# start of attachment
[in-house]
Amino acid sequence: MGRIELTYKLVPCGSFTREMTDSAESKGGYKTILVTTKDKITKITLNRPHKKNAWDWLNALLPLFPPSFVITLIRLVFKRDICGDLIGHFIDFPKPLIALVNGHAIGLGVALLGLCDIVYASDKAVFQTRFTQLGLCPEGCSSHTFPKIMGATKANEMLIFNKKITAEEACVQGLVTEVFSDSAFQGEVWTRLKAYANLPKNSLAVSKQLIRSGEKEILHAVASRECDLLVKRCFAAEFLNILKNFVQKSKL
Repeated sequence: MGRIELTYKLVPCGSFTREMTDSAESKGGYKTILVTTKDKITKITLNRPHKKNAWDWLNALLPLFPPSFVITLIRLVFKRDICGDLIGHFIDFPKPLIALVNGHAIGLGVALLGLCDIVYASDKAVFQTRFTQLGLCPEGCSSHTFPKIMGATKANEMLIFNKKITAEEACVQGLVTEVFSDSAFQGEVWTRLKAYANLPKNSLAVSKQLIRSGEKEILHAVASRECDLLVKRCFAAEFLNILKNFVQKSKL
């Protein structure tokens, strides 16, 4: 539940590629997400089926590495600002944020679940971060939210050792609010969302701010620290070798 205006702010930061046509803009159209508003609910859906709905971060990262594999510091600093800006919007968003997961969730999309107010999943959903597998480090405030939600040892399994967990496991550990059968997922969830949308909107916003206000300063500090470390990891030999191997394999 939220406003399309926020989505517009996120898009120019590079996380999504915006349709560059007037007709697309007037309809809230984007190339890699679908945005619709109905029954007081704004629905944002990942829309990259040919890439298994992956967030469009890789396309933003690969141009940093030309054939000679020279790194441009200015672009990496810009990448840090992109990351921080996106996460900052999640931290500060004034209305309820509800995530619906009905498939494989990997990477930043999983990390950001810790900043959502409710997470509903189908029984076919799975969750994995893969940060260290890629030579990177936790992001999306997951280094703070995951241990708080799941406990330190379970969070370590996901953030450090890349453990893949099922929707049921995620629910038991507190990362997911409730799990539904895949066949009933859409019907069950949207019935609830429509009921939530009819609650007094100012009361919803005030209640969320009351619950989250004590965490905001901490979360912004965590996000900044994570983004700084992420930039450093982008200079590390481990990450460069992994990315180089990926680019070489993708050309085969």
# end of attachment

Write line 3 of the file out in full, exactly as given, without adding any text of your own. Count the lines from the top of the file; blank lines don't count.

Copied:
Repeated sequence: MGRIELTYKLVPCGSFTREMTDSAESKGGYKTILVTTKDKITKITLNRPHKKNAWDWLNALLPLFPPSFVITLIRLVFKRDICGDLIGHFIDFPKPLIALVNGHAIGLGVALLGLCDIVYASDKAVFQTRFTQLGLCPEGCSSHTFPKIMGATKANEMLIFNKKITAEEACVQGLVTEVFSDSAFQGEVWTRLKAYANLPKNSLAVSKQLIRSGEKEILHAVASRECDLLVKRCFAAEFLNILKNFVQKSKL